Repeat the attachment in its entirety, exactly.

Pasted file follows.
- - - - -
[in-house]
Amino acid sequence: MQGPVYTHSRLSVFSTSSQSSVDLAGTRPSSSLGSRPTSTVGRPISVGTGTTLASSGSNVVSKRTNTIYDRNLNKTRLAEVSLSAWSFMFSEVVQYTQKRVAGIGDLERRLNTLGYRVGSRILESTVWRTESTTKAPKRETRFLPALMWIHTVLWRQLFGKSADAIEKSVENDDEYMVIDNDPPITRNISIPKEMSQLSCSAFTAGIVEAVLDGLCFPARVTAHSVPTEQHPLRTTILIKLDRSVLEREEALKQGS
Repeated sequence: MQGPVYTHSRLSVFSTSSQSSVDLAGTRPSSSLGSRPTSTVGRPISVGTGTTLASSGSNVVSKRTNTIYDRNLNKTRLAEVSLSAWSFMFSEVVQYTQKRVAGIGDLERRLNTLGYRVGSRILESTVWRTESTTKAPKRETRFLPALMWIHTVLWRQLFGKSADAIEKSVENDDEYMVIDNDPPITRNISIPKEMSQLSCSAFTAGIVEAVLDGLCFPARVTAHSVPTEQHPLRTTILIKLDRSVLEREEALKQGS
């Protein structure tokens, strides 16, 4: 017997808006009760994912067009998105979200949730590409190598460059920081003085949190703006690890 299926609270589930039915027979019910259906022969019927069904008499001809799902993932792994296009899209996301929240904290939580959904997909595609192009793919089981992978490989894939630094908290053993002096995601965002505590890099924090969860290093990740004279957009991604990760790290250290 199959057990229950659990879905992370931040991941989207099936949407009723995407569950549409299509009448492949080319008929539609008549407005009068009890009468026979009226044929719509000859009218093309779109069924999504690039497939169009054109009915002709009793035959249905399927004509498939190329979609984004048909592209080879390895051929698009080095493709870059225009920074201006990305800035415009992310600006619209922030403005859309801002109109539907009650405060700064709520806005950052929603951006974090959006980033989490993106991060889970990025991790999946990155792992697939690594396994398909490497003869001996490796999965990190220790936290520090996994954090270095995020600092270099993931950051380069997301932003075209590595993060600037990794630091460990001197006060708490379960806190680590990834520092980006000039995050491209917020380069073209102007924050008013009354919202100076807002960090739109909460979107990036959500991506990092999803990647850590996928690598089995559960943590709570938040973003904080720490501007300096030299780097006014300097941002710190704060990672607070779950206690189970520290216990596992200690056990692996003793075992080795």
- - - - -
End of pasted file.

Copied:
[in-house]
Amino acid sequence: MQGPVYTHSRLSVFSTSSQSSVDLAGTRPSSSLGSRPTSTVGRPISVGTGTTLASSGSNVVSKRTNTIYDRNLNKTRLAEVSLSAWSFMFSEVVQYTQKRVAGIGDLERRLNTLGYRVGSRILESTVWRTESTTKAPKRETRFLPALMWIHTVLWRQLFGKSADAIEKSVENDDEYMVIDNDPPITRNISIPKEMSQLSCSAFTAGIVEAVLDGLCFPARVTAHSVPTEQHPLRTTILIKLDRSVLEREEALKQGS
Repeated sequence: MQGPVYTHSRLSVFSTSSQSSVDLAGTRPSSSLGSRPTSTVGRPISVGTGTTLASSGSNVVSKRTNTIYDRNLNKTRLAEVSLSAWSFMFSEVVQYTQKRVAGIGDLERRLNTLGYRVGSRILESTVWRTESTTKAPKRETRFLPALMWIHTVLWRQLFGKSADAIEKSVENDDEYMVIDNDPPITRNISIPKEMSQLSCSAFTAGIVEAVLDGLCFPARVTAHSVPTEQHPLRTTILIKLDRSVLEREEALKQGS
């Protein structure tokens, strides 16, 4: 017997808006009760994912067009998105979200949730590409190598460059920081003085949190703006690890 299926609270589930039915027979019910259906022969019927069904008499001809799902993932792994296009899209996301929240904290939580959904997909595609192009793919089981992978490989894939630094908290053993002096995601965002505590890099924090969860290093990740004279957009991604990760790290250290 199959057990229950659990879905992370931040991941989207099936949407009723995407569950549409299509009448492949080319008929539609008549407005009068009890009468026979009226044929719509000859009218093309779109069924999504690039497939169009054109009915002709009793035959249905399927004509498939190329979609984004048909592209080879390895051929698009080095493709870059225009920074201006990305800035415009992310600006619209922030403005859309801002109109539907009650405060700064709520806005950052929603951006974090959006980033989490993106991060889970990025991790999946990155792992697939690594396994398909490497003869001996490796999965990190220790936290520090996994954090270095995020600092270099993931950051380069997301932003075209590595993060600037990794630091460990001197006060708490379960806190680590990834520092980006000039995050491209917020380069073209102007924050008013009354919202100076807002960090739109909460979107990036959500991506990092999803990647850590996928690598089995559960943590709570938040973003904080720490501007300096030299780097006014300097941002710190704060990672607070779950206690189970520290216990596992200690056990692996003793075992080795």